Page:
|Scientific Name||Puccinia striiformis var. striiformis Westend, Puccinia striiformis f.sp. tritici|
|Synonyms||Puccinia glumarum Erikss. & Henning|
|Common Names||English: Stripe rust, yellow rust, glume rust; Spanish: Roya amarilla, Polvillo estriado de la hoja; German: Gelbrost; French: Rouille jaune|
|Description||Puccinia striiformis, a basidiomycete belonging to the uredinales, is the cause of stripe rust on cereal crops and grasses. Several formae speciales of P. striiformis West. var. striiformis have been successively named on the basis of physiological specialization: P. striiformis f.sp. tritici collected from wheat. Like other cereal rusts, P. striiformis forms races which are usually identified with a differential set of wheat cultivars.|
Symptoms occur on all aerial parts of the plant, but are most frequently seen on the leaves. They appear about 1 week after infection, and sporulation starts about 2 weeks after infection, under optimum temperature conditions. The pustules, which are tiny, yellow- to orange-colored, are often arranged into conspicuous stripes. Lines of bright yellow new urediospores give the typical striped appearance on the leaves from which the specific name striiformis and common name stripe rust are derived. In Europe the yellow color of the spores caused it to be given the common name yellow rust. During the summer, stripe rust infection of wheat spikes may occur, resulting in the formation of masses of spores between the glume and the lemma. At the end of the season, black telia may form in patches of tissue that have been killed by stripe rust uredia.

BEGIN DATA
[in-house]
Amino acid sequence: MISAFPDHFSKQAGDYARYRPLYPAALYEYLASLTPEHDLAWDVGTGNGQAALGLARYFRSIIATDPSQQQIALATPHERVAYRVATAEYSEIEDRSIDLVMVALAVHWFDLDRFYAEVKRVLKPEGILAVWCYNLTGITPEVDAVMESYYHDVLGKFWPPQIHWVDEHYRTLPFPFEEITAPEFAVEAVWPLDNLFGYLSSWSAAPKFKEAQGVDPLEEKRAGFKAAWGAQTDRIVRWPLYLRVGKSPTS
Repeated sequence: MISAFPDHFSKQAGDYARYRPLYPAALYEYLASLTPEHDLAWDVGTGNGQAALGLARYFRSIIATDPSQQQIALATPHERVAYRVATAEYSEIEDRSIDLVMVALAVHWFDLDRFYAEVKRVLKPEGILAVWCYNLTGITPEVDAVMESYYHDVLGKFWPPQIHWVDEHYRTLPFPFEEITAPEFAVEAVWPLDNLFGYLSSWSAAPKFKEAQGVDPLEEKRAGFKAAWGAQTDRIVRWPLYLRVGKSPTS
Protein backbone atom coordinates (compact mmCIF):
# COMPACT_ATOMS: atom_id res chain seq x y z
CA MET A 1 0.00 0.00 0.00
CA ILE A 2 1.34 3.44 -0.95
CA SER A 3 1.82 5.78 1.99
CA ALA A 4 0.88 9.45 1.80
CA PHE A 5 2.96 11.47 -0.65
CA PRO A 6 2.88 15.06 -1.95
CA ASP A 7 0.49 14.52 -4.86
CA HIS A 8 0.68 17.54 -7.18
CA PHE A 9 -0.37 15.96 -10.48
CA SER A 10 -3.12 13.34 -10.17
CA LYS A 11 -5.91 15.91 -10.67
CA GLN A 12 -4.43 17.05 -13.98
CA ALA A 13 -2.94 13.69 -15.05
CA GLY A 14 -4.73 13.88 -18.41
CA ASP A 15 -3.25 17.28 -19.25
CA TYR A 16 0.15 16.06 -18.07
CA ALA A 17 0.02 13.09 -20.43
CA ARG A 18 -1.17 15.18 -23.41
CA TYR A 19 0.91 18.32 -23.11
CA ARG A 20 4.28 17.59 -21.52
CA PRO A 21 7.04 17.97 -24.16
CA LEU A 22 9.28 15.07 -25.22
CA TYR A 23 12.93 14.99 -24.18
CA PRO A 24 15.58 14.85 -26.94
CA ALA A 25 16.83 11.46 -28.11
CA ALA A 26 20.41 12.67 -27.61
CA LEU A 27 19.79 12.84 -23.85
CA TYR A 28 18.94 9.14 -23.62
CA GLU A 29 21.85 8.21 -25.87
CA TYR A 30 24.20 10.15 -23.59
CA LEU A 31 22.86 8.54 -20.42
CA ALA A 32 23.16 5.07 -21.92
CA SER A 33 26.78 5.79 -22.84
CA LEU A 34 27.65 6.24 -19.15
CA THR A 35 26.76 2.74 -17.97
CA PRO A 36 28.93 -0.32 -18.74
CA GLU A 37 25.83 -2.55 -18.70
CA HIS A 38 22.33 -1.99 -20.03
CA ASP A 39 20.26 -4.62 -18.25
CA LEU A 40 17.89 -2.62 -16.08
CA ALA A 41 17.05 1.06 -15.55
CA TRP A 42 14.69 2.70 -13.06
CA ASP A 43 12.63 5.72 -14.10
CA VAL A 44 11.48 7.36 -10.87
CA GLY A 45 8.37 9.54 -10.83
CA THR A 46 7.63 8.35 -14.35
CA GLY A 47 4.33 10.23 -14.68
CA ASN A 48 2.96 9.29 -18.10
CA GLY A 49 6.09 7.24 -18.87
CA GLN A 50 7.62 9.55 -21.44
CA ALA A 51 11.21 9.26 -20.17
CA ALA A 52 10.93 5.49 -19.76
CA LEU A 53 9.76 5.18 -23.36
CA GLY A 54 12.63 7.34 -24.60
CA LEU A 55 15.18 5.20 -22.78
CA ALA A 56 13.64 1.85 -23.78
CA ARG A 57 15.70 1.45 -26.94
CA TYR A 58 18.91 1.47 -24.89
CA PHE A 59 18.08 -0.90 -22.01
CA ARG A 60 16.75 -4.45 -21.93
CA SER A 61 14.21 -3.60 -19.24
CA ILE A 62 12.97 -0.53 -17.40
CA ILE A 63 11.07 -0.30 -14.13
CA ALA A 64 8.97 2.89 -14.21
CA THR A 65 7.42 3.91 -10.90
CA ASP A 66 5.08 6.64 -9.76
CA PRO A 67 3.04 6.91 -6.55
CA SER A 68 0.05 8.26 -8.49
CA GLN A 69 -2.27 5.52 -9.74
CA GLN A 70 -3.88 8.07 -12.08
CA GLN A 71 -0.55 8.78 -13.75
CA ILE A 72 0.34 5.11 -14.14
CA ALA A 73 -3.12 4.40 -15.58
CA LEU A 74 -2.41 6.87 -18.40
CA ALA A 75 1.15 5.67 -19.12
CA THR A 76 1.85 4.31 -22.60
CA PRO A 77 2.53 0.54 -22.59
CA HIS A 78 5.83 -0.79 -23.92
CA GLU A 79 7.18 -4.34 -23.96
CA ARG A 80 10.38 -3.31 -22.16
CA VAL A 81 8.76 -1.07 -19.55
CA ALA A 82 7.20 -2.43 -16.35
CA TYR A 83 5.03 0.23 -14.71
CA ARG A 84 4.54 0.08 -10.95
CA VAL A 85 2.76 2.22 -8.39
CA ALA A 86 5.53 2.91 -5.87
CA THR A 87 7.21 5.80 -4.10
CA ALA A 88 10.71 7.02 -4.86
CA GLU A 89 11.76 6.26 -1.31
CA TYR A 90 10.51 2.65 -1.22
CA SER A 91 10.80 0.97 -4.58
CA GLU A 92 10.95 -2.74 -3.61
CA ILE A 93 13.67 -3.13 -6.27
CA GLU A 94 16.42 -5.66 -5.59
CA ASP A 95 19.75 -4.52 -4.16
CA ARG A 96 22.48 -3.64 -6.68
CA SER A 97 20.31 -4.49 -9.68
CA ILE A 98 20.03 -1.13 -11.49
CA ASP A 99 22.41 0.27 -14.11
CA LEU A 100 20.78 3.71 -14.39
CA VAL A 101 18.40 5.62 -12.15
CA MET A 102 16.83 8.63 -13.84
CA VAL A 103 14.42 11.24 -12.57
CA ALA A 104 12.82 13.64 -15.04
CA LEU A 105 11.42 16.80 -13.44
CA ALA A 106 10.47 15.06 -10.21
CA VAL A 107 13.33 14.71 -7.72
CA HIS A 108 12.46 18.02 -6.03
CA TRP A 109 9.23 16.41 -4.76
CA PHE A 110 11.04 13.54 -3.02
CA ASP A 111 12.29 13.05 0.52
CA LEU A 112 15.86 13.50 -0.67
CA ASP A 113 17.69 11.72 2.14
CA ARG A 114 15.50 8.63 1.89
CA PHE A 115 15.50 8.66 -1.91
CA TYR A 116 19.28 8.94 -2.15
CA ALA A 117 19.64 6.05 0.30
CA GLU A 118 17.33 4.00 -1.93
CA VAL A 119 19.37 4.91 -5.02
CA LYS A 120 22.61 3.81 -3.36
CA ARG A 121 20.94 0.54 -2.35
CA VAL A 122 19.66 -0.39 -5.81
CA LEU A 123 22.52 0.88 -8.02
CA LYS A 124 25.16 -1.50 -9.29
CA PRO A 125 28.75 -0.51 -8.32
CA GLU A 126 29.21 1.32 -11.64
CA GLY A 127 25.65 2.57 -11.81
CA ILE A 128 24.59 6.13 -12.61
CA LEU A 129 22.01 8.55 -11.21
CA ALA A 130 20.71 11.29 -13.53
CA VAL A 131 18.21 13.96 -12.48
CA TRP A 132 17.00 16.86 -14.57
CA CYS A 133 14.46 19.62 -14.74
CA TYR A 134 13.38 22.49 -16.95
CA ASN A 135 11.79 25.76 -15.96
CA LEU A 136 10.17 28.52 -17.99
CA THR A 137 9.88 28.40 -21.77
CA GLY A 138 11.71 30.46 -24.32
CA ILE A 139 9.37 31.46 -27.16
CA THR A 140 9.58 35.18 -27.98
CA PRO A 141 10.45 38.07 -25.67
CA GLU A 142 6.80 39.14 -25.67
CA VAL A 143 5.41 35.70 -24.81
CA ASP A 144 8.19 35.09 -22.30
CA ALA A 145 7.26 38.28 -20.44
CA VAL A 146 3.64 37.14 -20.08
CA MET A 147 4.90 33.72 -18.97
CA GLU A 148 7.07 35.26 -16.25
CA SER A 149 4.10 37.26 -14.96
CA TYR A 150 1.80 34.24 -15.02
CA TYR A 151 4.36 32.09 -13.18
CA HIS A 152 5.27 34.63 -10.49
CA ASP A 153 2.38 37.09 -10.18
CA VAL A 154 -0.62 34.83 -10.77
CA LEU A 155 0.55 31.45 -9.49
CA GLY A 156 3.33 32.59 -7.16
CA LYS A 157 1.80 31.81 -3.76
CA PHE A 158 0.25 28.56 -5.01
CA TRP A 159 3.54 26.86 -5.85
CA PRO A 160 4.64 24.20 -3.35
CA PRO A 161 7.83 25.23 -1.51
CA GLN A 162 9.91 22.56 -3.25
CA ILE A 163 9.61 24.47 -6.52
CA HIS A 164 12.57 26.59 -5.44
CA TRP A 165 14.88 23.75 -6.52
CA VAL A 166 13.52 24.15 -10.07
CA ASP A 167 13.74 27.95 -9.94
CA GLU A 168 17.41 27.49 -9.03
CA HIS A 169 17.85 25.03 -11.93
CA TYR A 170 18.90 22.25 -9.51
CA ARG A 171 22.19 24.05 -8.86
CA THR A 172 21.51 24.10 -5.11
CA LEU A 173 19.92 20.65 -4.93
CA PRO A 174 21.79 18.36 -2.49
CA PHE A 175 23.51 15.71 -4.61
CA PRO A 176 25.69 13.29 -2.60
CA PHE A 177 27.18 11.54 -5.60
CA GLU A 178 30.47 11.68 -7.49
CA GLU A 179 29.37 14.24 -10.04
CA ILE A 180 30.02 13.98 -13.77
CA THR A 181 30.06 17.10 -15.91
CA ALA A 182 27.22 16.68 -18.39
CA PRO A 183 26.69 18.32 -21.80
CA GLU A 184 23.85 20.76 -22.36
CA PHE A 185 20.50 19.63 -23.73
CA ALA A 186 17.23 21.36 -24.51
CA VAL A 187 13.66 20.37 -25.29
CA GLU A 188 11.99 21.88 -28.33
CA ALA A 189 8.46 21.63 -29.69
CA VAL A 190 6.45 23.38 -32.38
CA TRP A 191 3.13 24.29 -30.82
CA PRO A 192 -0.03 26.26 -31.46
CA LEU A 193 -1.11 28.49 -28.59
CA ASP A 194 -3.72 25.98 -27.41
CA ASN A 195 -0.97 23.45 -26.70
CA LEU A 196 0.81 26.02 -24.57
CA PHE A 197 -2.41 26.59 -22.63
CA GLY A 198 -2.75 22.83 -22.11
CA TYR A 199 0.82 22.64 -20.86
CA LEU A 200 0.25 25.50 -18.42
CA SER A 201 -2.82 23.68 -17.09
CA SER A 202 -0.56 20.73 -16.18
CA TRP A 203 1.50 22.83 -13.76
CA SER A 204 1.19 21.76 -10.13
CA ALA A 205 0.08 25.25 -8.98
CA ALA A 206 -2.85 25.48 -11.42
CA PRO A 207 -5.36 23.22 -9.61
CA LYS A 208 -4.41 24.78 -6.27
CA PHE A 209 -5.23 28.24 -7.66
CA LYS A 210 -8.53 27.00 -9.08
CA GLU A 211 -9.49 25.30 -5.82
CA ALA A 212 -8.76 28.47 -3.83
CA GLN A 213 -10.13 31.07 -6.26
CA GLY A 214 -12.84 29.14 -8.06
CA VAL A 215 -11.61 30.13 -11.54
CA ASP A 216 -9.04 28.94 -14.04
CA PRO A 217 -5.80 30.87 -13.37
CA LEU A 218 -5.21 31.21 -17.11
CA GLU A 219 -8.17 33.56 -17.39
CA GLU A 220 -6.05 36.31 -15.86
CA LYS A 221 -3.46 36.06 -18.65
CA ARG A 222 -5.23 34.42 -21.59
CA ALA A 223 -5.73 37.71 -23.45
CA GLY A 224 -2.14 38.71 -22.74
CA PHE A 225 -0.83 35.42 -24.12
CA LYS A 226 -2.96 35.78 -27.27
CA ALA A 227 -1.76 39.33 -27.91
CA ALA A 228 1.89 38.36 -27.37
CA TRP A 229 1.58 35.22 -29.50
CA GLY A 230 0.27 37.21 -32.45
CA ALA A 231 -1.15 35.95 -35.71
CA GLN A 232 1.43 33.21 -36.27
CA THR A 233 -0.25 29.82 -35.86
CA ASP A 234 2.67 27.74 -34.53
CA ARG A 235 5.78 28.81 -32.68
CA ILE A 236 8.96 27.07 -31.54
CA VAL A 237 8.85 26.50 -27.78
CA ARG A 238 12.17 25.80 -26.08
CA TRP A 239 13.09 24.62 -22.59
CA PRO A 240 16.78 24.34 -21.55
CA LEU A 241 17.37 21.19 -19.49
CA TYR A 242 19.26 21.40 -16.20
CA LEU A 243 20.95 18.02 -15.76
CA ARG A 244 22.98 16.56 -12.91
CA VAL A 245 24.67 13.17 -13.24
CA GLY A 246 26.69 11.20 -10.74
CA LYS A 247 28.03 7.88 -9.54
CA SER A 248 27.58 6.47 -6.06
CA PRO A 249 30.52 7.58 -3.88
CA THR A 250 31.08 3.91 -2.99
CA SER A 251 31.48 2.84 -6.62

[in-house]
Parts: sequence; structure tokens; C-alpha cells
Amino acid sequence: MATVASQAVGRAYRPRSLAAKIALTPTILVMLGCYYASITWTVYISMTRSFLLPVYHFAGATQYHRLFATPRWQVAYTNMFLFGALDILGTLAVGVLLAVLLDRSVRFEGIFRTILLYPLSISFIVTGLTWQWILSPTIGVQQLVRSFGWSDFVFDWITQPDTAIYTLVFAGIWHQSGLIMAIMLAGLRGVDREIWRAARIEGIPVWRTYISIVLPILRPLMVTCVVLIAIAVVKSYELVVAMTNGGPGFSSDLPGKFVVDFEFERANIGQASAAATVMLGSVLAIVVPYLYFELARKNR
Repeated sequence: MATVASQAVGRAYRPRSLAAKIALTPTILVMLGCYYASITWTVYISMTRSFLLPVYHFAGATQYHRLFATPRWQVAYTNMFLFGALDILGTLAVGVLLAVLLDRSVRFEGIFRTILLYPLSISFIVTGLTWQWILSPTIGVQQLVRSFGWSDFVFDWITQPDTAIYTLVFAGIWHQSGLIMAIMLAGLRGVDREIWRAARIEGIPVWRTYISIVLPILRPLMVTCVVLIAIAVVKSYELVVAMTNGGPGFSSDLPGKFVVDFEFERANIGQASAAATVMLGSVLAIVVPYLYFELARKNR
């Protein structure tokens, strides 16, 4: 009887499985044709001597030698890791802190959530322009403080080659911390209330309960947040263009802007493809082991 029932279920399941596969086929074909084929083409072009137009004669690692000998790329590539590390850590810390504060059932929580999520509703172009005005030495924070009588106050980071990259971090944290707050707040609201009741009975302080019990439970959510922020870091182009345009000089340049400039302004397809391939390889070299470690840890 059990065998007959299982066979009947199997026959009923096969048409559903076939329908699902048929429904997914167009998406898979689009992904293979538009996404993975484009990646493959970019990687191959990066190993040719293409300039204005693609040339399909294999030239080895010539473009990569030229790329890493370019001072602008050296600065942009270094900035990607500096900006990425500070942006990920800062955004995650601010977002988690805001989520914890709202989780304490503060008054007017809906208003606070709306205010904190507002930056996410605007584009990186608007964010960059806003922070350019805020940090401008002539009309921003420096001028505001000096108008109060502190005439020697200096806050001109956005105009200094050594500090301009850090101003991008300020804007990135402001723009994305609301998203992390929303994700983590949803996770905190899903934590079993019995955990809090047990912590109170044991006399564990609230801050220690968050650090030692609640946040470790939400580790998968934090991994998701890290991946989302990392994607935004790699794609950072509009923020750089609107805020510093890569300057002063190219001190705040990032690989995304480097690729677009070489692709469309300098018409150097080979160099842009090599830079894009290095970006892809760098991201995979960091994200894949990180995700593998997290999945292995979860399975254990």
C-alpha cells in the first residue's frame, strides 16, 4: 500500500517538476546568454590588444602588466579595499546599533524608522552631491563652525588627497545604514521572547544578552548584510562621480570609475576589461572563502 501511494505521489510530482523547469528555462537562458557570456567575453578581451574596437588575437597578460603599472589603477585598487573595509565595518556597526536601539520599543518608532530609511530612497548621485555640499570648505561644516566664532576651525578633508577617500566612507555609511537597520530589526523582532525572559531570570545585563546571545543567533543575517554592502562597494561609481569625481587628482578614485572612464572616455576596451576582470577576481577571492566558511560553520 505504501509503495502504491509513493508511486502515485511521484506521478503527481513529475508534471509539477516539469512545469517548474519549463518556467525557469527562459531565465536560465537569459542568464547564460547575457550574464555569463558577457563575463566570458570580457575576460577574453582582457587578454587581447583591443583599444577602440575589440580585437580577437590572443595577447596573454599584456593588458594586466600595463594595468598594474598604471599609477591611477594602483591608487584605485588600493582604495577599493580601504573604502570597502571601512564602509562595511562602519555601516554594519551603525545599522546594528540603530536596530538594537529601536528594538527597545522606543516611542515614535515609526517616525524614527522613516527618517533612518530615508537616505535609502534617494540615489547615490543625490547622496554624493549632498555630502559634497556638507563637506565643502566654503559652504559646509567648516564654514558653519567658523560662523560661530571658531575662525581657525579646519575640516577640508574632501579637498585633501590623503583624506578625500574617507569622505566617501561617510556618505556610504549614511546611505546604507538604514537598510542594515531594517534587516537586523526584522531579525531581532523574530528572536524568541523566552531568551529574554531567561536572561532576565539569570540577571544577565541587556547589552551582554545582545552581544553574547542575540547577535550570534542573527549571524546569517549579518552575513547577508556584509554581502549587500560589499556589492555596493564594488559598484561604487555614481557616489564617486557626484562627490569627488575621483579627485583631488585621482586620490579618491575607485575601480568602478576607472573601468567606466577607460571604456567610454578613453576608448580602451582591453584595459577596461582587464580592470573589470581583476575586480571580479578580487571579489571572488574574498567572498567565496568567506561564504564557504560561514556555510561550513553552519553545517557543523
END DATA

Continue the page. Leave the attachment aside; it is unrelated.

P. striiformis survives mainly as dormant mycelium or uredia on volunteer plants and early autumn-sown wheat. In spring, particularly in cool moist weather, the fungus starts to grow again and more urediniospores are produced. Temperatures of 10-15°C and a relative humidity of 100% are optimal for spore germination, penetration and production of new, wind-dispersed spores (although races of different geographical origins may have higher optima for germination). The disease cycle may be repeated many times in one season.
Stripe rust epidemics tend to start from disease foci in the field and, at least initially, the pattern of spread may be related to wind direction. As well as local inoculum initiating disease epidemics there is also a possibility of urediniospores being blown for long distances and into a crop. Stripe rust epidemics tend to occur in spring and early summer. The fungus is inhibited by temperatures over 20°C. During late summer, telia may form which give rise to teliospores. The latter can form basidiospores, but no alternative host has been found and the teliospores therefore appear to have no function in the life cycle.